Grooming for Health Regular Coat Care Can Spot Problems Early
By Dr. Marty Becker
Beauty is more than skin-deep when it comes to your dog. Keeping your pet well-groomed not only gives you a clean-smelling companion, it also helps keep your dog more comfortable and allows you to spot health problems before they become serious, even life-threatening.
How important is grooming to your pet’s comfort? Consider a simple mat, so easy to overlook. Have you ever had your hair in a ponytail that was just a little too tight? A mat can feel the same way to your dog, a constant pull on the skin. Try to imagine those all over your body, and you have a good idea how uncomfortable an ungroomed coat can be.
Your dog need never know what a mat feels like if you keep him brushed and combed — but that’s just the start of the health benefits. Regular grooming allows you to look for lumps, bumps and injuries, while clearing such things as mats and ticks from his coat. Follow up with your veterinarian on any questionable masses you find, and you may detect cancer early enough to save your pet’s life.
For shorthaired breeds, keeping skin and coat in good shape is easy. Run your hands over him daily, a brush over him weekly, and that’s it.
For other breeds, grooming is a little more involved. Breeds such as collies, chows, Keeshonden and Alaskan malamutes are “double-coated,” which means they have a downy undercoat underneath harsher long hair. The down can mat like a layer of felt against the skin if left untended. To prevent this, divide the coat into small sections and brush against the grain from the skin outward, working from head to tail, section by section. In the spring and fall — the big shedding times — you’ll end up with enough of that fluffy undercoat to make a whole new dog. Keep brushing and think of the benefits: The fur you pull out with a brush won’t end up on the furniture, and removing the old stuff keeps your pet cooler in the summer and lets new insulation come in for the winter.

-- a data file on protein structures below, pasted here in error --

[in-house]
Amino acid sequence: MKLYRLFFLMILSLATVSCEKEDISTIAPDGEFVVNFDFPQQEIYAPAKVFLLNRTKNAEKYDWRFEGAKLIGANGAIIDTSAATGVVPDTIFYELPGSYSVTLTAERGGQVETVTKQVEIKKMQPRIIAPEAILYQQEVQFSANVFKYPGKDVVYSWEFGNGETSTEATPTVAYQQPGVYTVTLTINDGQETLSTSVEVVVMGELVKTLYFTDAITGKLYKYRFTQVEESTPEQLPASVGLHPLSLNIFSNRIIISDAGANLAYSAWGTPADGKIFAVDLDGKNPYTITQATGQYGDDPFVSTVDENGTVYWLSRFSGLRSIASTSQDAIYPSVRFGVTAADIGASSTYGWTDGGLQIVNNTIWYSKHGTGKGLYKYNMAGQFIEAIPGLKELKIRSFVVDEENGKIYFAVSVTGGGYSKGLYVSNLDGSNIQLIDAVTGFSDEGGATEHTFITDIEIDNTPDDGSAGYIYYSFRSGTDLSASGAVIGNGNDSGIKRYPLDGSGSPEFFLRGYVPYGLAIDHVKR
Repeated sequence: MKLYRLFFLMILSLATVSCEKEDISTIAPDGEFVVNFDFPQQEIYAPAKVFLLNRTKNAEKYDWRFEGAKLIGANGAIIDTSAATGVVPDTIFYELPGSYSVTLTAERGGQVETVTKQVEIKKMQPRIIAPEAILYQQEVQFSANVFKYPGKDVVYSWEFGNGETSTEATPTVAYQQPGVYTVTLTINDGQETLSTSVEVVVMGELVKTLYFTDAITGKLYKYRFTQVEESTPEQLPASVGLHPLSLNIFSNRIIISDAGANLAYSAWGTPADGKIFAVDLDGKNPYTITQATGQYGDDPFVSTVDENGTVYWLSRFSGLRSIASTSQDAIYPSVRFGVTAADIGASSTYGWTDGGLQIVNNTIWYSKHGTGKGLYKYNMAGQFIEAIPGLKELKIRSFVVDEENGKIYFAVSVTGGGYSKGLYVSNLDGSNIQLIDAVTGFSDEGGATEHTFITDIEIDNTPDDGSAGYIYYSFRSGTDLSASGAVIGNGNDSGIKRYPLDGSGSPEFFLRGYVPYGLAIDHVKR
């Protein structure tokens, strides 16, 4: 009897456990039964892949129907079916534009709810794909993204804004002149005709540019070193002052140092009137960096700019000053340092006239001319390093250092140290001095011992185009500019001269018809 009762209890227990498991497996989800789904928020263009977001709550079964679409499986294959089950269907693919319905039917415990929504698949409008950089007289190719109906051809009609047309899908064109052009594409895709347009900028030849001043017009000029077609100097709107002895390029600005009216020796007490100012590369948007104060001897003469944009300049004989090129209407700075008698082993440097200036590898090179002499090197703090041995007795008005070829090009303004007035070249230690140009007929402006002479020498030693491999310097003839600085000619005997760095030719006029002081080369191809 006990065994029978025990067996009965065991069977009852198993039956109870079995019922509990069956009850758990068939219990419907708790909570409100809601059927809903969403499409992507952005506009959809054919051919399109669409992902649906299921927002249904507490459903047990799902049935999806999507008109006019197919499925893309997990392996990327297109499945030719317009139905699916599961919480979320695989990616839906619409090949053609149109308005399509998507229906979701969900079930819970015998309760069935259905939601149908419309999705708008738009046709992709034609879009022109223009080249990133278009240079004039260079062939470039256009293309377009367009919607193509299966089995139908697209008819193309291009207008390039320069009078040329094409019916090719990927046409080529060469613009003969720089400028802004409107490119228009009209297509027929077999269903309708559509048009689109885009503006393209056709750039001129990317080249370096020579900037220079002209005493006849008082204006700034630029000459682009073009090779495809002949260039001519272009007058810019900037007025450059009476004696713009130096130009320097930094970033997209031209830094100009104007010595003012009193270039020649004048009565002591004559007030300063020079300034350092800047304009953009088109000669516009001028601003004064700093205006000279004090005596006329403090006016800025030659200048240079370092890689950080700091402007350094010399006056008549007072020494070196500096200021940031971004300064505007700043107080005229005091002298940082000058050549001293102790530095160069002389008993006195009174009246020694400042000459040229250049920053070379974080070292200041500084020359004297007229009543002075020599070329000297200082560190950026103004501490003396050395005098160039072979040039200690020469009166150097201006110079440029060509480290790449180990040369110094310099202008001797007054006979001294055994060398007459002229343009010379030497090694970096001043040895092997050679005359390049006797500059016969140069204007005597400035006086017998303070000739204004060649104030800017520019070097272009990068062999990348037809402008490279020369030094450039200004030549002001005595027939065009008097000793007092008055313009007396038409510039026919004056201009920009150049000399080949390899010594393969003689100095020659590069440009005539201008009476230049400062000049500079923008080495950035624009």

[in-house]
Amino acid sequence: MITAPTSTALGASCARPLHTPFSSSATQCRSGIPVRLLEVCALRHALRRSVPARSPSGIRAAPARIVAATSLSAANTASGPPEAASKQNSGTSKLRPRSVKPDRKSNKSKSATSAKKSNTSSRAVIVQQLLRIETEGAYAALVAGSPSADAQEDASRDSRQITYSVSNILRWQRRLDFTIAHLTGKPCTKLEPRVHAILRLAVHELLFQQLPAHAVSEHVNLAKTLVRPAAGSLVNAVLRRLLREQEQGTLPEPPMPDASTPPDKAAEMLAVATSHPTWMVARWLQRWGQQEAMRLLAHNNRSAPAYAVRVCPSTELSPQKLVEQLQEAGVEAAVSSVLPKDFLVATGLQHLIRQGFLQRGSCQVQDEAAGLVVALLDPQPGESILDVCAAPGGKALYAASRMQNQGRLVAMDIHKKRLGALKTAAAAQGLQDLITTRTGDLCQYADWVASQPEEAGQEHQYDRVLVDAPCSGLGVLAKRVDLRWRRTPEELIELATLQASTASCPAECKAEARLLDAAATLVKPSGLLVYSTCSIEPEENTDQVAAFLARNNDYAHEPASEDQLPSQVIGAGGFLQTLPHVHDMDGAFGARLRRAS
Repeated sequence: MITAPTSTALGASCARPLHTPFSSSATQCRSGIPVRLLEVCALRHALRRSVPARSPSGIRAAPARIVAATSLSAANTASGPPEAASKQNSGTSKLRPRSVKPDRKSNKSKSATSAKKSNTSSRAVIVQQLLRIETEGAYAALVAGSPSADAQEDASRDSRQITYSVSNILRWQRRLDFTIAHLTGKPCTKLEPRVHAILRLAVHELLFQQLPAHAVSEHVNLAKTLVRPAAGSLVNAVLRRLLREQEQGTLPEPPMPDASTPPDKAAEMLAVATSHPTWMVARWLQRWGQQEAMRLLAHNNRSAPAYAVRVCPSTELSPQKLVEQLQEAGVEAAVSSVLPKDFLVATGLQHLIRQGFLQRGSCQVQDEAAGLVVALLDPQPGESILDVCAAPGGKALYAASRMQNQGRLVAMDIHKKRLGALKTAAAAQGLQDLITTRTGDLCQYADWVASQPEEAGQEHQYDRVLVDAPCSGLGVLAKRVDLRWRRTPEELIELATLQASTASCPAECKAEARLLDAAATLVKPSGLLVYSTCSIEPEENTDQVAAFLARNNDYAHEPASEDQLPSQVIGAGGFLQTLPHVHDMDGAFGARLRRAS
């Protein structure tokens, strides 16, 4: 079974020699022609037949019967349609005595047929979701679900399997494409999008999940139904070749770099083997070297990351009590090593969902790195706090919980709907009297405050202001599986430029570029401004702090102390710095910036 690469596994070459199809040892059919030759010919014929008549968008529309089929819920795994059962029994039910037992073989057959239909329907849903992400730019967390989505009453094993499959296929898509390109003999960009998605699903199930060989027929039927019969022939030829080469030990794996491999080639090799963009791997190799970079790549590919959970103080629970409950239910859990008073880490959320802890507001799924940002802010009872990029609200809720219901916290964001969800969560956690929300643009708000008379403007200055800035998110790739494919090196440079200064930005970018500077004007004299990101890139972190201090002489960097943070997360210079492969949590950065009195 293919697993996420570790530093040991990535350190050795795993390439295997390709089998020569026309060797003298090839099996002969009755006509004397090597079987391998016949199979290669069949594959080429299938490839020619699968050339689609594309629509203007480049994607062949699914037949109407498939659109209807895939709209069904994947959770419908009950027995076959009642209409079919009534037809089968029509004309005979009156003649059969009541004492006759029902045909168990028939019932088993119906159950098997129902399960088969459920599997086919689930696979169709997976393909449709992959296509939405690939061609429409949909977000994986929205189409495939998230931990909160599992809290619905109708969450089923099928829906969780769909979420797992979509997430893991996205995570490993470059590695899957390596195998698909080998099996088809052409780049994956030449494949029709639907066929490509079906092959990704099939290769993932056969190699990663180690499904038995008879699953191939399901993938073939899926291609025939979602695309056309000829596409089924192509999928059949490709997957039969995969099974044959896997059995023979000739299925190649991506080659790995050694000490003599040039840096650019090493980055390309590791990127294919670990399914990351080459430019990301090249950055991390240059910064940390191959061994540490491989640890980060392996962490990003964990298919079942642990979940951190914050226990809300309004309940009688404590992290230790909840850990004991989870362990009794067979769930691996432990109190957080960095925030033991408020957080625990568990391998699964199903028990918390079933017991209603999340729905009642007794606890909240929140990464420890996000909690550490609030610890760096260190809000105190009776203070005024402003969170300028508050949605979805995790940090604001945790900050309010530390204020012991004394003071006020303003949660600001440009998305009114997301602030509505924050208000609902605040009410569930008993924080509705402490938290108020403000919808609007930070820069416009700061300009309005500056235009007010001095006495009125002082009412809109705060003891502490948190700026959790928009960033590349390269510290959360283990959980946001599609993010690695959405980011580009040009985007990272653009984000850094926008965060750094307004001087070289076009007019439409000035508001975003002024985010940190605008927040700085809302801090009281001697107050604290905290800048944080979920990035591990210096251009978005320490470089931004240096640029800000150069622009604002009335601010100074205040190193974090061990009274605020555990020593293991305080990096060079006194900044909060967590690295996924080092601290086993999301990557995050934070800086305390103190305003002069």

Silky-coated dogs such as Afghan hounds, cockers and Maltese also need constant brushing to keep tangles from forming. As with the double-coated dogs, work with small sections at a time, brushing from the skin outward, and then comb back into place with the grain for a glossy, finished look. Coats of this type require so much attention that having a groomer keep the dogs trimmed to a medium length is often more practical. In fact, experts say that the pets who shed the least are longhaired dogs kept trimmed short by a groomer.
Curly and wiry coats, such as those on poodles and terriers, need to be brushed weekly, working against the grain and then with it. Curly coats need to be clipped every six weeks; wiry ones, two or three times a year (but clipping every six weeks will keep your terrier looking sharper).
Good grooming is about more than keeping your pet looking beautiful and clean-smelling, although that’s certainly one of the pleasant payoffs. Regular grooming relaxes the dog who’s used to it, and it becomes a special time shared between you both. A coat free of mats, burrs and tangles, and skin free of fleas and ticks, are as comfortable to your dog as clean clothes fresh from the wash are to you. It just makes you feel good, and the effect is the same for your pet.
Some added benefit for you: Giving your dog a tummy rub after every session is sure to relax you (and your dog, of course) and ease the stress of your day. And for allergy sufferers, keeping a dog clean may make having a dog